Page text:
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Difficult health care choices may be on horizon for Md.

Senate GOP proposal would likely require state to pony up money or cut coverage

Physicians and health workers join House Democrats to speak out on the impact of the Republican health care plan, on Capitol Hill in Washington, Thursday, June 22, 2017. (AP Photo/Andrew Harnik)

Physicians and health workers join House Democrats to speak out on the impact of the Republican health care plan, on Capitol Hill in Washington, Thursday, June 22, 2017. (AP Photo/Andrew Harnik)

Maryland could have to decide between cutting coverage or spending a lot more money to fund health care if the U.S. Senate Republican plan to replace the Affordable Care Act were to become law.

In this May 23, 2017, file photo, Senate Majority Leader Mitch McConnell of Ky., right, accompanied by Sen. John Barrasso, R-Wyo., speaks on Capitol Hill in Washington. (AP Photo/Jacquelyn Martin, File)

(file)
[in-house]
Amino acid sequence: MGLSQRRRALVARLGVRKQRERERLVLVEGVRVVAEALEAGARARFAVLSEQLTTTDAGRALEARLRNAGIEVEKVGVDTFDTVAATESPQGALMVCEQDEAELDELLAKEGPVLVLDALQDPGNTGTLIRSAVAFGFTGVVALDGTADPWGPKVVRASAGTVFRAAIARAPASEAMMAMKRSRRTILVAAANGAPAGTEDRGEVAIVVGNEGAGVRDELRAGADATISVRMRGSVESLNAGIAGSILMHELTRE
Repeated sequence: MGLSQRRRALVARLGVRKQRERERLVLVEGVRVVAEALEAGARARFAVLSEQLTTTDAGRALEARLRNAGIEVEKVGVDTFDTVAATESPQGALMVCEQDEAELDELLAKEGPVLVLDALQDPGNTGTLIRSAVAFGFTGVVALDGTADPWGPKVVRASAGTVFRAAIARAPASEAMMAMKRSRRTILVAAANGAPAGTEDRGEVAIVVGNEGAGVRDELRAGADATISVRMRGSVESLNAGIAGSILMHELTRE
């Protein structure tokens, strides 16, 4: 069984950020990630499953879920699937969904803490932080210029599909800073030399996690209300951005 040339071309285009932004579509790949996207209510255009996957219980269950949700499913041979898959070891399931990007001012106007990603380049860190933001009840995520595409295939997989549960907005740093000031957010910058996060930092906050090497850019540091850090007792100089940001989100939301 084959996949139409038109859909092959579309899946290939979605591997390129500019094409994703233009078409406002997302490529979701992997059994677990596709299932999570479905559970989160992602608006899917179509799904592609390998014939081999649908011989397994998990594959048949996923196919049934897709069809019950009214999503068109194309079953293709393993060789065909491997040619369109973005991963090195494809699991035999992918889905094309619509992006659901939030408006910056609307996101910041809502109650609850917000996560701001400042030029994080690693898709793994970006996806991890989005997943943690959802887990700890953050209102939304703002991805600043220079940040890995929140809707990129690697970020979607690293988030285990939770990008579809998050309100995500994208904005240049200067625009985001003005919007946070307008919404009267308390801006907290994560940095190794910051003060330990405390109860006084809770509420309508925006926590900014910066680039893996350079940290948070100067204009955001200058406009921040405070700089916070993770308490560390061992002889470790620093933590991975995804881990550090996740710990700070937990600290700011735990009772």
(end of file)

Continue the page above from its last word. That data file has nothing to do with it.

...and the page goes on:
In this May 23, 2017, file photo, Senate Majority Leader Mitch McConnell of Ky., right, accompanied by Sen. John Barrasso, R-Wyo., speaks on Capitol Hill in Washington. (AP Photo/Jacquelyn Martin, File)

The Better Care Reconciliation Act unveiled Thursday would cut federal funding for Maryland’s Medicaid expansion as well as subsidies available on the individual health exchange market while repealing the individual mandate requiring consumers to have insurance.

Maryland would be left with the decision to either raise state spending on health care or to cut coverage.

“It is likely that some people will lose coverage,” said Jonathan Weiner, a professor of health policy and management at Johns Hopkins’ Bloomberg School of Public Health.

“When the tale of Obamacare is done … it is likely the state will either have to help the health care dollar go further, come up with more taxes, or drop people. … There’s no other way.”

Losing coverage

The Republican plan to amend the Affordable Care Act centers on ending one of the law’s trademarks: Medicaid expansion.